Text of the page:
Disaster Preparedness for Your Pet

Disaster preparedness for you and your dogs is important all year round. Natural disasters such as wildfires, hurricanes and tornadoes are often more seasonal events, but disasters such as hazardous material spills, gas leaks and sinkholes can occur at any time. There is no time like the present to prepare you and your pets with an emergency plan in the event you need to evacuate for a period of time.

Make sure your pets are microchipped and that their ID tags are current in addition to wearing their  county license tags.  Proper ID will help reunite you with your pets in the event that you are separated. ID tags should be simple with your pet’s name & your current phone number(s).

Make sure you have a leash, collar, and/or harness.  If you have more than one dog make sure you have enough for each of them.  Use a collapsible crate or airline approved carrier for each pet.  Dog crates should be large enough to hold two non-spill bowls and still allow enough room for your dog to stand and turn around.  Look for bowls that can attach to the door of the crate to prevent spilling over.  Inside your carriers you can include bedding, for transportation & comfort. Having enough carriers for each of your pets is critical for a speedy evacuation.

Familiarize your dogs with their carriers regularly so that they’ll feel comfortable with them when it comes time for you to evacuate. You can start by placing treats inside with blankets and some safe durable toys.

For added assurance, clearly label each carrier with your identification and contact information.  You’ll want to make sure that you locate and prearrange an evacuation site for your family and pets outside of your immediate area. Ideally, this will be with a friend or relative or perhaps a pet-friendly hotel that is willing to let your family and dogs stay in the event of a disaster. However, other possible pet housing options may include veterinary hospitals and boarding kennels outside of evacuation zones.

Veterinary Records
Make photocopies of important veterinary documents to store in the evacuation kit.  Include your pet’s vaccination records and medical history

Proof of Ownership
Make copies of registration information, adoption papers, proof of purchase, and microchip information to store them in your evacuation kit. List each one of your dogs and their breed, age, sex, color, and distinguishing characteristics.

Keep current photographs of your pets in the evacuation kit too for identification purposes. Include yourself in some of the photos incase you become separated from your pet and need help reclaiming him.

List of Important Emergency Contacts
Prepare this list now before a disaster strikes. Include addresses and 24-hour contact numbers, if available. These contacts can be used by rescue personnel responding to a disaster affecting your pets or by you during a disaster or an evacuation. Keep one copy near your telephone and one copy in your pet evacuation kit.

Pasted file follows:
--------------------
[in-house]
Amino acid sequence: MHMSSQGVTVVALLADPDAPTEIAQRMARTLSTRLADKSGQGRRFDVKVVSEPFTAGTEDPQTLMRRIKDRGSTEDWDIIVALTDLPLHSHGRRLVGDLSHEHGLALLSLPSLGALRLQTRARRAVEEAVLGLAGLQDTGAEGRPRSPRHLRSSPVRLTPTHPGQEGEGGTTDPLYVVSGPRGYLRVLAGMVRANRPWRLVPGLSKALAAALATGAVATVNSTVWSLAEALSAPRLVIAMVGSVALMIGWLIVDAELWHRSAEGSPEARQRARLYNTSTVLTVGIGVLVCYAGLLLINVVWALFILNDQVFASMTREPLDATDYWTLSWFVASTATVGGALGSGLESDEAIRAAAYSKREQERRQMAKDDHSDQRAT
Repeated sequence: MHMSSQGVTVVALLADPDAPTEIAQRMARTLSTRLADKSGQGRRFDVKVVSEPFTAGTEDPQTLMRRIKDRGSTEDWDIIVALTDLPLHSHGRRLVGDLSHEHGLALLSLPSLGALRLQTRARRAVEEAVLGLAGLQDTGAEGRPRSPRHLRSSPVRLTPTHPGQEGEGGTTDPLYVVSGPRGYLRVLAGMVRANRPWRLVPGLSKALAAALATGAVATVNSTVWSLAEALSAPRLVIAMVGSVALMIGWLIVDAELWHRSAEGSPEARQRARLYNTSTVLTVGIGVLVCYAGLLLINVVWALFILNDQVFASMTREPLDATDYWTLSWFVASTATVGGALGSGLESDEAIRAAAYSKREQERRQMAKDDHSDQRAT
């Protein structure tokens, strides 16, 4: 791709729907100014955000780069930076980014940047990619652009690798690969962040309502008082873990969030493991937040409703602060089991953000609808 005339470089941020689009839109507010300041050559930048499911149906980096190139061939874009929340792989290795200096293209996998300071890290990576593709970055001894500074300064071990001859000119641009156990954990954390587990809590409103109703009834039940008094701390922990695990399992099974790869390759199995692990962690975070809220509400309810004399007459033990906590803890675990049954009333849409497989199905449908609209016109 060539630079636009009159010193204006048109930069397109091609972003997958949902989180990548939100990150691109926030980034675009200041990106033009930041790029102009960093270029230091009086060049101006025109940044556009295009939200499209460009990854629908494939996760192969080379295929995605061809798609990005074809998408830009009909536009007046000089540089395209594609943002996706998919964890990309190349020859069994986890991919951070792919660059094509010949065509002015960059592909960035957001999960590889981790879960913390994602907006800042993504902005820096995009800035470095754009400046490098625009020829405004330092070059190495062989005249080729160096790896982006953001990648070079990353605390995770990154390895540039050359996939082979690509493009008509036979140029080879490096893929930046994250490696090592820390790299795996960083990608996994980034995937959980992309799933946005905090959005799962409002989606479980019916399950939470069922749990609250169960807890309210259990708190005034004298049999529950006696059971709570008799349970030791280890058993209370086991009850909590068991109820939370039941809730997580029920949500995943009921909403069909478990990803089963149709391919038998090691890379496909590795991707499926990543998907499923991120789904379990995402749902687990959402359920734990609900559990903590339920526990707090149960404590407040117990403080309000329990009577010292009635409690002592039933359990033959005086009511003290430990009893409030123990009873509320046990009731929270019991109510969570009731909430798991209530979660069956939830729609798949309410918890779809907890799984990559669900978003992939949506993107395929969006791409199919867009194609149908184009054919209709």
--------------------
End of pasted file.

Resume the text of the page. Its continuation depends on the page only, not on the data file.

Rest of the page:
• Numbers where you may be reached (pager, cell phone, work phone)
  • Your prearranged evacuation site
  • Local contact person in case of emergency when you are not available
  • Your veterinarian and an alternate veterinarian about 30-90 miles away who provides boarding
  • Boarding facility (local) and a Boarding facility (30-90 miles away)
  • Hotels that allow dogs (90 mile radius)
  • Local Animal Services Department, Local Police Department, Local Fire Department
  • Local Public Health Department, Local Animal Shelters, Local Red Cross Chapter

Your Pet Evacuation Kit

  • A 2-week supply of food
  • A 2-week supply of water in plastic gallon jugs
  • A crate or carrier for each pet, labeled with your contact information
  • A manual can opener if you use canned food
  • Copies of your veterinary records and proof of ownership
  • Your Emergency contact list
  • Familiar items to make pets feel comfortable (favorite toys, treats, blankets)
  • Written Instructions for
    • Diet: Record the diet for each individual pet, including what not to feed in case of allergies.
    • Medications: List each pet separately, including dose and frequency for each medication. Provide veterinary and pharmacy contact information for refills.
    • Leash, collar, harness and id tag for each pet
    • Maps of local area and alternate evacuation routes (in case of road closures)
    • Muzzles
    • Non-spill food and water dishes
    • Paper towels
    • Spoon (canned food)
    • Trash bags

Evacuate your family, including your pets, as early as possible. Make sure all pets are wearing collars and some form of external identification securely fastened.

Place your pets inside individual transportable carriers. When stressed, animals that normally get along may become aggressive towards each other. Load your dogs’ carriers into your vehicle. These will serve as temporary housing for your dogs if needed.

Load your dog’s evacuation kit and supplies into your vehicle.

Call your prearranged evacuation site to confirm availability of space.